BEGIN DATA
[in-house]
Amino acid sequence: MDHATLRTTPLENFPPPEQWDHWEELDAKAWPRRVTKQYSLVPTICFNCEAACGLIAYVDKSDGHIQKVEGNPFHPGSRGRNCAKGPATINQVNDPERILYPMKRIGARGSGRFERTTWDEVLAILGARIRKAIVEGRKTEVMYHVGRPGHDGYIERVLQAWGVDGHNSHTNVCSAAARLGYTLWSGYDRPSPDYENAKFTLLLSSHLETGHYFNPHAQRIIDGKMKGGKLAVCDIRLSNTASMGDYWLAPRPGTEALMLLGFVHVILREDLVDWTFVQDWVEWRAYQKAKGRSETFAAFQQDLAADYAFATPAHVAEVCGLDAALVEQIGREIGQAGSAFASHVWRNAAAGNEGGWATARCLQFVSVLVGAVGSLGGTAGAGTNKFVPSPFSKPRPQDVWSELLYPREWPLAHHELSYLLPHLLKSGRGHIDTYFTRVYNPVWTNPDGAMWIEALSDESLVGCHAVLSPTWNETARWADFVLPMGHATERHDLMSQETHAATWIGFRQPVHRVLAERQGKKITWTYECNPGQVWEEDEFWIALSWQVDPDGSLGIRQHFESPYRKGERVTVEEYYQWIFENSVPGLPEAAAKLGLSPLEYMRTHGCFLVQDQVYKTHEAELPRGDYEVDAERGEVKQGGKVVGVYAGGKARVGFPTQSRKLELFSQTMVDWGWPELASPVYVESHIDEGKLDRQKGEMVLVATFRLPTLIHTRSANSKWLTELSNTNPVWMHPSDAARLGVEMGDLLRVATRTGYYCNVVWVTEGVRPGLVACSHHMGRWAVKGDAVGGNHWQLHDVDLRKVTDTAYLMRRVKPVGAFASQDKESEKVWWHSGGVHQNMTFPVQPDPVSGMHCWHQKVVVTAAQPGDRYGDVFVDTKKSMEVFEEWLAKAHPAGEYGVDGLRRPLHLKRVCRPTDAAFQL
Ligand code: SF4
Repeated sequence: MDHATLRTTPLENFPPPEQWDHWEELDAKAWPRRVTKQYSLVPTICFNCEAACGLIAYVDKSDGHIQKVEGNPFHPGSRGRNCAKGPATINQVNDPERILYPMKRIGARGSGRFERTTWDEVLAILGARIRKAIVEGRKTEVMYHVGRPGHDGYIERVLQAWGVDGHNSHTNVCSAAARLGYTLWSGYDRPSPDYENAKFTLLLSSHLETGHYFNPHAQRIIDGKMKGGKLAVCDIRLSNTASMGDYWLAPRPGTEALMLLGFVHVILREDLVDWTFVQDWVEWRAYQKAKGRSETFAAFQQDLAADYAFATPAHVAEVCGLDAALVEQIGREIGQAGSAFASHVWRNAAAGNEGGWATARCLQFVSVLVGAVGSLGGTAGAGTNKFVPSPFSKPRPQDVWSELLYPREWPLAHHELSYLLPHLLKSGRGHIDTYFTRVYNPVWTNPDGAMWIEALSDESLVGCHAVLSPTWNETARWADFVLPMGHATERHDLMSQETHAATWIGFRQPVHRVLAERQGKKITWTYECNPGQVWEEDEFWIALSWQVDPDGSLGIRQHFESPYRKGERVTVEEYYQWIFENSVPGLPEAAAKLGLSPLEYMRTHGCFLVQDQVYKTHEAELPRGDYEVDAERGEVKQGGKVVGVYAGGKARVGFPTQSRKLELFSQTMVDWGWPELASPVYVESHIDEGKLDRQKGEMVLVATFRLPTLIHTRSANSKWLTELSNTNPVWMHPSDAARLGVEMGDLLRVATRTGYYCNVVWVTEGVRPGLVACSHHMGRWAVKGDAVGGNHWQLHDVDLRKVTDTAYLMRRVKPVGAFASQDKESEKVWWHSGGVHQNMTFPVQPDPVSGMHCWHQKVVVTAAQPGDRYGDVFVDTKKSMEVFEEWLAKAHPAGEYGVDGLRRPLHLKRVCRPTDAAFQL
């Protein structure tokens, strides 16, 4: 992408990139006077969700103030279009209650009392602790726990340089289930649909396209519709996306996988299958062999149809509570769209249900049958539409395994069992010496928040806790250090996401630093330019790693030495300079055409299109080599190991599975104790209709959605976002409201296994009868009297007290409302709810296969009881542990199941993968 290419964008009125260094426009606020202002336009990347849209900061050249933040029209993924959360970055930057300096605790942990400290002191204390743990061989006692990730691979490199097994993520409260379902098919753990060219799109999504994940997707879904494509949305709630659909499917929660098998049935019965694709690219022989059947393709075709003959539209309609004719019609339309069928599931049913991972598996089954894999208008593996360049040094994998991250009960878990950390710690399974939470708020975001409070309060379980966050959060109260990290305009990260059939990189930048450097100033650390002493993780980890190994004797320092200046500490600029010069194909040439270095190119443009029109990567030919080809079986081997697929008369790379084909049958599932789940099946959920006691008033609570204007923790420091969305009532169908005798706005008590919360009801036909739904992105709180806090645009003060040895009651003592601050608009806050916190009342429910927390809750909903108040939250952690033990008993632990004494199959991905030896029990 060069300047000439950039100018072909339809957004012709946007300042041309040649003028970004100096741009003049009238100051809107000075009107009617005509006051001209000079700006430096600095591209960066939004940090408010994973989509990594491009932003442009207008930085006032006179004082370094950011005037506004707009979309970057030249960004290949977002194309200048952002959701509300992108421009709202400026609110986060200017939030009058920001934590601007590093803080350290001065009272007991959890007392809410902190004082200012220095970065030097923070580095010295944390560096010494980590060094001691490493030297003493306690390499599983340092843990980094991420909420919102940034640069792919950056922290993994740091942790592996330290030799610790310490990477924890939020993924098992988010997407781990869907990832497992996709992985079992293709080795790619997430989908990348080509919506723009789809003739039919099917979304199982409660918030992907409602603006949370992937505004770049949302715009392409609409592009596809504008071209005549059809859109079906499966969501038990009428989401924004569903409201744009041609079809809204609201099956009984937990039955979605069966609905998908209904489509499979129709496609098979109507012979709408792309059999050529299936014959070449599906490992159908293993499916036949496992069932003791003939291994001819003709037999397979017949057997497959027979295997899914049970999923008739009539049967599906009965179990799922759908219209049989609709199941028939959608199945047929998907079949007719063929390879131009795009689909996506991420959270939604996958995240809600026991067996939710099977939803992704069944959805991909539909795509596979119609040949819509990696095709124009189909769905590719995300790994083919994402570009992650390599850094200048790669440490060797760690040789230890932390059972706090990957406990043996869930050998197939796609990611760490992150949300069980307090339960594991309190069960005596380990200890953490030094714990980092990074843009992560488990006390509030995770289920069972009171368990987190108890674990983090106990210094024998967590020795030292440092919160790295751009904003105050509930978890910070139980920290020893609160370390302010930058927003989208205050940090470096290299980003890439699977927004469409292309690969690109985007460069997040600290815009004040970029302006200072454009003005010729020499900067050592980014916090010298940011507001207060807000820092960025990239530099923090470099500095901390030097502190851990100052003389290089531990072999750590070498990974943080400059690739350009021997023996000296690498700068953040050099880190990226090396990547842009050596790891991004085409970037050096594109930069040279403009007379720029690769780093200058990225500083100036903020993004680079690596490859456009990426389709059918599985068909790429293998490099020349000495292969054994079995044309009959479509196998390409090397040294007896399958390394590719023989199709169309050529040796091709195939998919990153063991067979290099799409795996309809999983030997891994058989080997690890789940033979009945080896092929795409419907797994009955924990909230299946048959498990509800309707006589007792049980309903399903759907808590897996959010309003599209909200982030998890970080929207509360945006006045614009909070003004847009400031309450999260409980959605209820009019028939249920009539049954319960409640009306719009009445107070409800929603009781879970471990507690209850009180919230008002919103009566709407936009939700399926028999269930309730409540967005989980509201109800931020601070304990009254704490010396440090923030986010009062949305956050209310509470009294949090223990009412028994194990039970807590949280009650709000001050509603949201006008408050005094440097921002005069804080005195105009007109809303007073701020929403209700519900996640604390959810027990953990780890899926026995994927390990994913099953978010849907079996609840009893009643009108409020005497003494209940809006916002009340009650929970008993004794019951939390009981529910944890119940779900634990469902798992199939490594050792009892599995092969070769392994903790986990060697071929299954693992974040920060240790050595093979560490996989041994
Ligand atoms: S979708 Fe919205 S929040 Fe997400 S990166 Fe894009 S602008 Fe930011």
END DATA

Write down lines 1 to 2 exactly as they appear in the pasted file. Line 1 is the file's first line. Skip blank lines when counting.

[in-house]
Amino acid sequence: MDHATLRTTPLENFPPPEQWDHWEELDAKAWPRRVTKQYSLVPTICFNCEAACGLIAYVDKSDGHIQKVEGNPFHPGSRGRNCAKGPATINQVNDPERILYPMKRIGARGSGRFERTTWDEVLAILGARIRKAIVEGRKTEVMYHVGRPGHDGYIERVLQAWGVDGHNSHTNVCSAAARLGYTLWSGYDRPSPDYENAKFTLLLSSHLETGHYFNPHAQRIIDGKMKGGKLAVCDIRLSNTASMGDYWLAPRPGTEALMLLGFVHVILREDLVDWTFVQDWVEWRAYQKAKGRSETFAAFQQDLAADYAFATPAHVAEVCGLDAALVEQIGREIGQAGSAFASHVWRNAAAGNEGGWATARCLQFVSVLVGAVGSLGGTAGAGTNKFVPSPFSKPRPQDVWSELLYPREWPLAHHELSYLLPHLLKSGRGHIDTYFTRVYNPVWTNPDGAMWIEALSDESLVGCHAVLSPTWNETARWADFVLPMGHATERHDLMSQETHAATWIGFRQPVHRVLAERQGKKITWTYECNPGQVWEEDEFWIALSWQVDPDGSLGIRQHFESPYRKGERVTVEEYYQWIFENSVPGLPEAAAKLGLSPLEYMRTHGCFLVQDQVYKTHEAELPRGDYEVDAERGEVKQGGKVVGVYAGGKARVGFPTQSRKLELFSQTMVDWGWPELASPVYVESHIDEGKLDRQKGEMVLVATFRLPTLIHTRSANSKWLTELSNTNPVWMHPSDAARLGVEMGDLLRVATRTGYYCNVVWVTEGVRPGLVACSHHMGRWAVKGDAVGGNHWQLHDVDLRKVTDTAYLMRRVKPVGAFASQDKESEKVWWHSGGVHQNMTFPVQPDPVSGMHCWHQKVVVTAAQPGDRYGDVFVDTKKSMEVFEEWLAKAHPAGEYGVDGLRRPLHLKRVCRPTDAAFQL